Charting The "Success" Of QE2
One chart as usual does more to convey a simple message than all the Fed speeches equating the economy with the Russell 2000 ever could. Below we demonstrate the performance of three key market data points since the August Woods Hole speech: the performance of the S&P (via the ES), the price change in the 10 Year bond (TY1 inverse scale), and of course the change in non-farm payrolls (remember that old-school Fed mandate about full employment something something). Bottom line: the S&P is up over 30%, the 10 Year has plunged from over 126 to 118, while NFPs have added 392k, or 78.4 per month, nowhere near enough to even keep up with the natural growth of the labor force. So has QE been a success? We leave it up to readers to decide.
And just to make the message even more clear, here is how the dollar, cotton, rice and wheat have traded since August. Pick your winners...
Indeed, as David Rosenberg discusses, the number of "winners" (among which the NFP most certainly is not), are many other asset classes, whose returns put the S&P to shame:
So Ben Bernanke focuses on equity valuations and yet there is a wide array of other “asset classes” that have been affected by the Fed’s massive liquidity infusion. Just as equity wealth has an indirect impact on spending, higher commodity prices squeeze margins for many producers and pinch real purchasing power for those households who are not owners of equity but have to fill their kids’ tummies nonetheless and find a way to get to work if they live more than a mile away. Looking at what food and energy has done since August; it would seem a little circumspect to be fingering Asian demand as the primary reason for the latest leg in the explosive commodity price rally.
Here we are, with 91% of all equity holdings in the United States held by the top 20% income group in the country. The top 1% own 38% of all the equity valuation. The lower 80% of the income strata own the asset class that the Fed wants so desperately to reflate (and with unmitigated success to be sure!). That same 80% are now being crushed by the indirect impacts of monetary policy — the ones that Bernanke dismisses — and are also ones that are seeing their cash flow drained by the surging gas and grocery bill. Geez — real wages deflated 0.5% in November, by 0.1% in December, and by what looks like at least 0.3% in January. The last time real work-based income fell three months in a row was when the economy was plumbing the recession’s depths from April to June of 2009.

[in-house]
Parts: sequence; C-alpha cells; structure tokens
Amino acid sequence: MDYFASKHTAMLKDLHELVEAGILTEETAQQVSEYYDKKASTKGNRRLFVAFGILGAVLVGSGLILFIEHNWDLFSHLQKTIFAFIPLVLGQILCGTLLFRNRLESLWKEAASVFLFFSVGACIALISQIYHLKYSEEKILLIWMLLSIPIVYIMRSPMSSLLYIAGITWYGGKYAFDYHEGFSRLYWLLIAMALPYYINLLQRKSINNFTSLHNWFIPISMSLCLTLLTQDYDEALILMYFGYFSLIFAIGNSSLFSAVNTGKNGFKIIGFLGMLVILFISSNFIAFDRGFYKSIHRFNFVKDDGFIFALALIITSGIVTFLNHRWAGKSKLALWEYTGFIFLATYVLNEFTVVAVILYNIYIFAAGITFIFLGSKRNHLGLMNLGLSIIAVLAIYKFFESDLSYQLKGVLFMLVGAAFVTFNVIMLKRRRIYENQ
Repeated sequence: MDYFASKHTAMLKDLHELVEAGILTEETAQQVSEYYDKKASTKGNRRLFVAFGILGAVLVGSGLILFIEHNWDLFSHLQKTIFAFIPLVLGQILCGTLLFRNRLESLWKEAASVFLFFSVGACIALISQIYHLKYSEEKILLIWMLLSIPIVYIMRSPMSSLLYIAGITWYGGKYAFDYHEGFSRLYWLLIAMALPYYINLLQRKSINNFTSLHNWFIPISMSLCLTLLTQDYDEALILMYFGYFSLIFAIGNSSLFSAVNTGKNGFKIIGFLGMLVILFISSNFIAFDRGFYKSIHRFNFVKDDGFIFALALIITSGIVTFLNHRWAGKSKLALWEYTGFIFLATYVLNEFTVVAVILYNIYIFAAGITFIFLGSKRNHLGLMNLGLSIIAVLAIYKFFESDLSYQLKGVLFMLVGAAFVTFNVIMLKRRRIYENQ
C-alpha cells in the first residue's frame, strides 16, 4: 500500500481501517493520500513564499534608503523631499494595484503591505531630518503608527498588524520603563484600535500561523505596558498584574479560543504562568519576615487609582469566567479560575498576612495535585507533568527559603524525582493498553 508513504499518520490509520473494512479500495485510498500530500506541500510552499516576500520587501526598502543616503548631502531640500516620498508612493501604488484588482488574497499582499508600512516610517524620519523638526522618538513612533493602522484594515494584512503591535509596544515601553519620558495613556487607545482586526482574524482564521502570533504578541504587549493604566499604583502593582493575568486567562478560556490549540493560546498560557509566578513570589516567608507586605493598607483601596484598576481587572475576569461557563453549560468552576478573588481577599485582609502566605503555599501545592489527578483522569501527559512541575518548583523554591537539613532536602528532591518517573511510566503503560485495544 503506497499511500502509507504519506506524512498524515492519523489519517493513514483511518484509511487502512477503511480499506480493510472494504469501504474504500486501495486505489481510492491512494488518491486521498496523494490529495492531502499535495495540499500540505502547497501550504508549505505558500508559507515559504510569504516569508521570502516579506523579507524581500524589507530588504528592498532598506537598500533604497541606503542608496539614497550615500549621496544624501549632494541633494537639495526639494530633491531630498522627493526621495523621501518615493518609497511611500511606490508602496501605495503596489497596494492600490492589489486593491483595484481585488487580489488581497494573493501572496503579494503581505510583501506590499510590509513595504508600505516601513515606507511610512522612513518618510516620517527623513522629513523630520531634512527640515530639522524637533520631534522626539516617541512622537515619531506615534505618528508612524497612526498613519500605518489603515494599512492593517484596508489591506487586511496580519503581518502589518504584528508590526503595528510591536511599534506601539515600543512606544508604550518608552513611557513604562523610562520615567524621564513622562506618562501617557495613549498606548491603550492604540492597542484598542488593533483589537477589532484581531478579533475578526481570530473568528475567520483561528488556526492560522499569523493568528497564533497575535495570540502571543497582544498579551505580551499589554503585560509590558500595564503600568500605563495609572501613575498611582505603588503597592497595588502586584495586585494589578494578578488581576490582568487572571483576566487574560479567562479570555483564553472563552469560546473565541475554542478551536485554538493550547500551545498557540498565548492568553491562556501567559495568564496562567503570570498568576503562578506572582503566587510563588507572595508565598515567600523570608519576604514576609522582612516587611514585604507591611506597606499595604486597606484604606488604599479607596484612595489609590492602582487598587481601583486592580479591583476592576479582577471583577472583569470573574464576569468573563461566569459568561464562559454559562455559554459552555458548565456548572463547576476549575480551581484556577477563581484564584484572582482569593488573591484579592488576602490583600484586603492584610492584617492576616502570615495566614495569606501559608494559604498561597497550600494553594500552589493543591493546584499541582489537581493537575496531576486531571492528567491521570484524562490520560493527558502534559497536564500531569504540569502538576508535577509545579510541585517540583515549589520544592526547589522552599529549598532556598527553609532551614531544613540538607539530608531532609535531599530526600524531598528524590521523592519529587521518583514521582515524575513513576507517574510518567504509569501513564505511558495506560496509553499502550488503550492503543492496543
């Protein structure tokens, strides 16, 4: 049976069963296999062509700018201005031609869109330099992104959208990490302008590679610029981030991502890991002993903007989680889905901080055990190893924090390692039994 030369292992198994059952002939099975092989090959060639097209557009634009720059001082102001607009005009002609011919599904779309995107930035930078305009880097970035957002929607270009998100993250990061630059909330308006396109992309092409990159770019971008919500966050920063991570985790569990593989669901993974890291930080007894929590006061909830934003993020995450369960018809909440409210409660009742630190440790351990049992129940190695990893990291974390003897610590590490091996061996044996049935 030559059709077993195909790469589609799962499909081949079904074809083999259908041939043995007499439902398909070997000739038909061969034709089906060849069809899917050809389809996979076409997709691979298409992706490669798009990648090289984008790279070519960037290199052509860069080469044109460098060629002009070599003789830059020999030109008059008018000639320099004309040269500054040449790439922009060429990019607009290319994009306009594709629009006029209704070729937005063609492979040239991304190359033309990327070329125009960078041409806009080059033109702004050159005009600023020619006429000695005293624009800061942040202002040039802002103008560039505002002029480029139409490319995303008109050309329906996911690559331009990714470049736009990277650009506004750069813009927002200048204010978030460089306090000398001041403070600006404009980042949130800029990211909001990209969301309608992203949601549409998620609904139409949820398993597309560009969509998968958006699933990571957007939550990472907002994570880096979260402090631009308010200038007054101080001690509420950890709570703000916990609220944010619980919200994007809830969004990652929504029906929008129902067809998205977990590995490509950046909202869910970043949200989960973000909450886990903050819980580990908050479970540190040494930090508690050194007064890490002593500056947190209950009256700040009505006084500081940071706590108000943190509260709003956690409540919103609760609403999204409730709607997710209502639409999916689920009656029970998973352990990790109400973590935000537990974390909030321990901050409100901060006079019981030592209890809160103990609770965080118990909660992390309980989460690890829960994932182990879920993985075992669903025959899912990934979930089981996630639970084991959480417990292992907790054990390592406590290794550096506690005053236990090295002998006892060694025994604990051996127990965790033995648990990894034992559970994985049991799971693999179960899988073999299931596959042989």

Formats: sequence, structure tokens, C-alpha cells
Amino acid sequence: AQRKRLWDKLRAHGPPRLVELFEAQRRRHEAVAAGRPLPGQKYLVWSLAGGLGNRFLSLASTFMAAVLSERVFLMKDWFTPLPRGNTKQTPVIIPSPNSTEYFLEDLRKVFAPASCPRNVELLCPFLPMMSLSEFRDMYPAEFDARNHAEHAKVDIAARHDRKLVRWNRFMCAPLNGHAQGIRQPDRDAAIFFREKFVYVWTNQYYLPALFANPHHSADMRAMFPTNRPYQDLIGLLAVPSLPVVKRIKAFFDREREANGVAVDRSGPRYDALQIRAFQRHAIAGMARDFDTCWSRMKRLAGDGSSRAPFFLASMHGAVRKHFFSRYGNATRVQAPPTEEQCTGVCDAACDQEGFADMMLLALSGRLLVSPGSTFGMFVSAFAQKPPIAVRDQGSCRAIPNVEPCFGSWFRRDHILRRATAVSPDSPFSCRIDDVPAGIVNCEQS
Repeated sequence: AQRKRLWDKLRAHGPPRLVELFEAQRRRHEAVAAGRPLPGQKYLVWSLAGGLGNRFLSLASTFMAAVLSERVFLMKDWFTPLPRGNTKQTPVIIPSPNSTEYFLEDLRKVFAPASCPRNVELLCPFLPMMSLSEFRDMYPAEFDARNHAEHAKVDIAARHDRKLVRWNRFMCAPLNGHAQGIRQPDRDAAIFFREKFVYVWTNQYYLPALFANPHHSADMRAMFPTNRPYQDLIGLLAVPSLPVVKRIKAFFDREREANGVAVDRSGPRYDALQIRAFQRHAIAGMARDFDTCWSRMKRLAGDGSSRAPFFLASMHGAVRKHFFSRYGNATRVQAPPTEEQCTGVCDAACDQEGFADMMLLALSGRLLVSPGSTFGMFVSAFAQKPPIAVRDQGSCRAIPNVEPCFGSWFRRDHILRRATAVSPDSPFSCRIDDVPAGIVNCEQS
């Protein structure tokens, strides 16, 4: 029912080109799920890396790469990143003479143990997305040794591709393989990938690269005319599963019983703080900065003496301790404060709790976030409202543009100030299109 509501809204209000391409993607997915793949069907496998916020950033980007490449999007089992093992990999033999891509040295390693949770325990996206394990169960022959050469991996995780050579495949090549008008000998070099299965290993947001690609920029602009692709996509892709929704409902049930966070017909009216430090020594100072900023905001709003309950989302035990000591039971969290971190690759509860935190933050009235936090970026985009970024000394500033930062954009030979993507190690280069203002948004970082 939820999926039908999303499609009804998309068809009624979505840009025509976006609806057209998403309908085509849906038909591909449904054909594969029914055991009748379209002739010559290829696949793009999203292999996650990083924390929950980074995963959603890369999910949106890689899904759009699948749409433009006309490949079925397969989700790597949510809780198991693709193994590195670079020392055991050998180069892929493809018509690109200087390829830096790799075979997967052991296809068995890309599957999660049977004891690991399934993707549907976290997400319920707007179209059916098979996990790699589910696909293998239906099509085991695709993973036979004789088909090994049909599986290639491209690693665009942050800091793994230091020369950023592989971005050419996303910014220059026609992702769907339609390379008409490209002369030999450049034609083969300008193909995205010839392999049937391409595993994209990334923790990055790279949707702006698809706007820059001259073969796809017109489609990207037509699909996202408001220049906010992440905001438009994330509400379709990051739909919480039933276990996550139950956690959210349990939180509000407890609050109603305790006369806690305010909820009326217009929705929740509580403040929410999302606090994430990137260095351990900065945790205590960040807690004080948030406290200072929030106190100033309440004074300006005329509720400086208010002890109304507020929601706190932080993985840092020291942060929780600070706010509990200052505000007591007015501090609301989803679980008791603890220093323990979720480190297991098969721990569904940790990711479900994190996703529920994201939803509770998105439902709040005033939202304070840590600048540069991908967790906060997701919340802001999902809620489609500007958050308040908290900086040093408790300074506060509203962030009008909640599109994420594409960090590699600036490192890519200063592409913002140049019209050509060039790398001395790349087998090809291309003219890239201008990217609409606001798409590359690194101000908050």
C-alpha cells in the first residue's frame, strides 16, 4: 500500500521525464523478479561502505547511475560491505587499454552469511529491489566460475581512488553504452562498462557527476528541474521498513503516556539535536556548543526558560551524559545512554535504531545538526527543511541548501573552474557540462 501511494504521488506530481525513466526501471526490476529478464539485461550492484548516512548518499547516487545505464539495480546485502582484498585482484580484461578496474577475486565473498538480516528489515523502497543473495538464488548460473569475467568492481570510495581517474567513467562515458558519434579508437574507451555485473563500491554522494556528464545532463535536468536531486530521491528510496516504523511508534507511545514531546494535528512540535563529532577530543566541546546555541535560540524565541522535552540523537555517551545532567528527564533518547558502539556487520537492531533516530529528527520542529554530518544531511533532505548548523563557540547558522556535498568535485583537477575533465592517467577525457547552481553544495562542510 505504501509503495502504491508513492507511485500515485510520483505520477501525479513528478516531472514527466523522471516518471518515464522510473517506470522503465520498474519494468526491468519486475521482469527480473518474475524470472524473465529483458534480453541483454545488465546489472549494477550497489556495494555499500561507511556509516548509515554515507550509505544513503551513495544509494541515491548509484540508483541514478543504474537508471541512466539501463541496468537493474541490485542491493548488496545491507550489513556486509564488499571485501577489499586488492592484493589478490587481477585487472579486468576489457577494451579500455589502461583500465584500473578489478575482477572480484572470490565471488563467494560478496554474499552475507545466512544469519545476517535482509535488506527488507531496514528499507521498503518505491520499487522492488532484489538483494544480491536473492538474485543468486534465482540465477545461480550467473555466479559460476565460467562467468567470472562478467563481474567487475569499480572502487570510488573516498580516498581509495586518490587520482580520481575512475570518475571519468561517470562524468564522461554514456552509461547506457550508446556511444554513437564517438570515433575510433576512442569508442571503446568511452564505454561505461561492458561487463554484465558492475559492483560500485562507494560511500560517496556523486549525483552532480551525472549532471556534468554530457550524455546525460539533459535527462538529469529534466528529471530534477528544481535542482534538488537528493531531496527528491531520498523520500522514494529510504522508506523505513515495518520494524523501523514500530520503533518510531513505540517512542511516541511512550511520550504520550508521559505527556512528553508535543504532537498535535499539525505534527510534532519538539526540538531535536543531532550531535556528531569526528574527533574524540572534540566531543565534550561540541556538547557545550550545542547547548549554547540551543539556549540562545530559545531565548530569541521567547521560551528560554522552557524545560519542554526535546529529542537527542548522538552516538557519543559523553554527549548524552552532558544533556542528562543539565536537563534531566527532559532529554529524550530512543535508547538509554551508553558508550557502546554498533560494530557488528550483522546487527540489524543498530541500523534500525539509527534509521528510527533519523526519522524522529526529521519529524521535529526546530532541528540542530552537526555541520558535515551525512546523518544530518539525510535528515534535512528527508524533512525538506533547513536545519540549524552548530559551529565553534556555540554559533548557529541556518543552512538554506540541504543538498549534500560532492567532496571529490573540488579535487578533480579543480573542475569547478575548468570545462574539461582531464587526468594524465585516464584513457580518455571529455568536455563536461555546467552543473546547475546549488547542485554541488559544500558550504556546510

Then again, who cares? No hedge fund investor does that is for sure (we don’t intend to be mean — that comment only covers the hours that the market is open). As long as Bernanke is juicing it up for the equity investor, and Uncle Sam is looking after the poor sucker with 99 weeks of unemployment insurance, 43 million food stamp recipients, and a nice dip into the Social Security Fund to finance a payroll tax cut, then all must be good and we must therefore have a sustainable recovery on our hands.
As we have said time and again, there will be a reward for being patient. After all, this equity rally has already achieved in 20 months what it took 60 months to accomplish from 2002 to 2007. In other words, double from the lows.
Friends — there is going to be day of reckoning. Trying to time it is futile. Just know it is coming and sooner than many think. Stop watching the talking heads on bubblevision and start boning up on the history of how post-bubble credit collapses end up playing out, especially once the government runs out of gas. Please don’t be tempted into the same mistake you may have made in 2007 and 2008 by jumping in too the riskiest parts of the markets at this juncture. In our view, it is currently appropriate to be focused on long-short strategies where an investor can manage or hedge out market risk and at the same time generate significant risk-adjusted returns. We understand what the market did from the 2009 lows, but we also know what they did from the 2000 highs. And the 2007 highs. Don’t be burnt thrice.
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